October 16, 2023, HOUSTON, TX – Congressional Candidate Amanda Edwards has raised over $1 million in less than 4 months, a substantial sum that helps bolster the frontrunner status of the former At-Large Houston City Council Member in her bid for U.S. Congress. Edwards raised over $433,000 in Q3 of 2023. This strong Q3 report expands on a successful Q2 where Edwards announced just 11 days after declaring her candidacy that she had raised over $600,000. With over $829,000 in cash-on-hand at the end of the September 30th financial reporting period, Edwards proves again that she is the clear frontrunner in the race. “I am beyond grateful for the strong outpouring of support that will help me to win this race and serve the incredible people of the 18th Congressional District,” said Edwards. “We are at a critical juncture in our nation’s trajectory, and we need to send servant leaders to Congress who can deliver the results the community deserves. The strong support from our supporters will help us to cultivate an 18th Congressional District where everyone in it can thrive.” Edwards said. “Amanda understands the challenges that the hard-working folks of the 18th Congressional District face because she has never lost sight of who she is or where she comes from; she was born and raised right here in the 18th Congressional District of Houston,” said Kathryn McNiel, spokesperson for Edwards’ campaign. Edwards has been endorsed by Higher Heights PAC, Collective PAC, Krimson PAC, and the Brady PAC. She has also been supported by Beto O’Rourke, among many others. About Amanda: Amanda is a native Houstonian, attorney and former At-Large Houston City Council Member. Amanda is a graduate of Eisenhower High School in Aldine ISD. Edwards earned a B.A. from Emory University and a J.D. from Harvard Law School. Edwards practiced law at Vinson & Elkins LLP and Bracewell LLP before entering public service. Edwards is a life-long member of St. Monica Catholic Church in Acres Homes. For more information, please visit www.edwardsforhouston.com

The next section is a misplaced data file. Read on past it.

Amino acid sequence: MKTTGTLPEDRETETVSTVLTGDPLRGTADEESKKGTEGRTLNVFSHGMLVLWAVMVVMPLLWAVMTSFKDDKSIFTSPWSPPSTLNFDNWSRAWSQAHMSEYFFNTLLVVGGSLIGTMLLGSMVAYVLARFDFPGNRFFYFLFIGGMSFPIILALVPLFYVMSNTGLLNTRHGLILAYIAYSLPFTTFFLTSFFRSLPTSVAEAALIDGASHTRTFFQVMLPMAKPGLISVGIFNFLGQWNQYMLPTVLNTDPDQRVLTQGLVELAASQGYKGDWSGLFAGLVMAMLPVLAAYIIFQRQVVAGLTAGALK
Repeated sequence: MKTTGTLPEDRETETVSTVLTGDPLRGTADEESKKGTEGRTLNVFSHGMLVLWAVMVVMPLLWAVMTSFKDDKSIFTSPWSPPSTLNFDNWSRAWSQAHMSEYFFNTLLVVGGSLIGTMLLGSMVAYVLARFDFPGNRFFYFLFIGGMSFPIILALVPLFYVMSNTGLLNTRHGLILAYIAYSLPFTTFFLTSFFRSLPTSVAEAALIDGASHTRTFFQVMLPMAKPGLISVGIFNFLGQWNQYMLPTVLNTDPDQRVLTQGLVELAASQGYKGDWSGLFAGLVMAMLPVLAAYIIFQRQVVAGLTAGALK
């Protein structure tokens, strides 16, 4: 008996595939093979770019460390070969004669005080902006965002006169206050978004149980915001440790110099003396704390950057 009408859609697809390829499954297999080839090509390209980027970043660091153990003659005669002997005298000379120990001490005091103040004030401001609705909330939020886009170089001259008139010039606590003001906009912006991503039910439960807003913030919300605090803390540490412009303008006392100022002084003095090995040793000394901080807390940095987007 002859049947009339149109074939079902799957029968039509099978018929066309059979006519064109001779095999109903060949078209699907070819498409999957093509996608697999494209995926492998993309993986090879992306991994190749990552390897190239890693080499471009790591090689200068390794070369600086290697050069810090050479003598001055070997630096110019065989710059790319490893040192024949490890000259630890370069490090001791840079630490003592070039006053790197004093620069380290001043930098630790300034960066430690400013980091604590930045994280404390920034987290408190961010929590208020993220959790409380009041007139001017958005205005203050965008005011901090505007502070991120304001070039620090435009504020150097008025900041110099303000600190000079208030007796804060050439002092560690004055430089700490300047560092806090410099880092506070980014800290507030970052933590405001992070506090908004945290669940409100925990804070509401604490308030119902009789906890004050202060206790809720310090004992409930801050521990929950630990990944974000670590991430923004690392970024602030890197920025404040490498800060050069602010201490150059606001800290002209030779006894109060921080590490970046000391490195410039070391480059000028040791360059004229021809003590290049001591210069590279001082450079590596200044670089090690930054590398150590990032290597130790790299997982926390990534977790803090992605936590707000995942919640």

As September 13th rolls around, we extend our warmest birthday wishes to the creative powerhouse, Tyler Perry, a man whose indomitable spirit and groundbreaking work have left an indelible mark on the world of entertainment. With his multifaceted talents as an actor, playwright, screenwriter, producer, and director, Tyler Perry has not only entertained but also inspired audiences worldwide, particularly within the African-American community, where his influence and role have been nothing short of powerful. Born in New Orleans, Louisiana, in 1969, Tyler Perry’s journey to stardom was a path riddled with adversity. Raised in a turbulent household, he found refuge in writing, using it as a therapeutic outlet. This period of introspection gave rise to one of his most iconic creations, Madea, a vivacious, no-nonsense grandmother who would later become a beloved figure in Perry’s works, offering a unique blend of humor and profound life lessons. Despite facing numerous challenges, including rejection and financial struggles, Perry’s determination and unwavering belief in his abilities propelled him forward. In 1992, he staged his first play, “I Know I’ve Been Changed,” which, although met with limited success, was a pivotal moment in his career. Unfazed by initial setbacks, Perry continued to hone his craft, and by 1998, he had successfully produced a string of stage plays that showcased his storytelling prowess.

Calling all teenage student-athletes! If you have dreams of playing college soccer and wish to represent an HBCU, the HBCU ID Camp is your golden opportunity. From 8 am to 5 pm on November 11-12, Houston Sports Park will transform into a hub for aspiring male and female soccer players. Coaches from HBCUs across the nation will be present to evaluate, scout, and offer valuable feedback. Moreover, they might even spot the next soccer prodigy to join their collegiate soccer programs. This camp is not just about honing your soccer skills but also a chance to connect with the HBCU soccer community. You’ll learn the ins and outs of what it takes to excel on the field and in the classroom, which is crucial for a college athlete. The HBCU ID Camp is an excellent platform to network with coaches, learn from experienced athletes, and take the first steps toward your college soccer journey. To secure your spot at this incredible event, don’t forget to register [here](insert registration link). Space is limited to 120 participants, so make sure to reserve your place before it’s too late. It’s time to turn your dreams of playing college soccer into a reality.

Scroll to Top
Search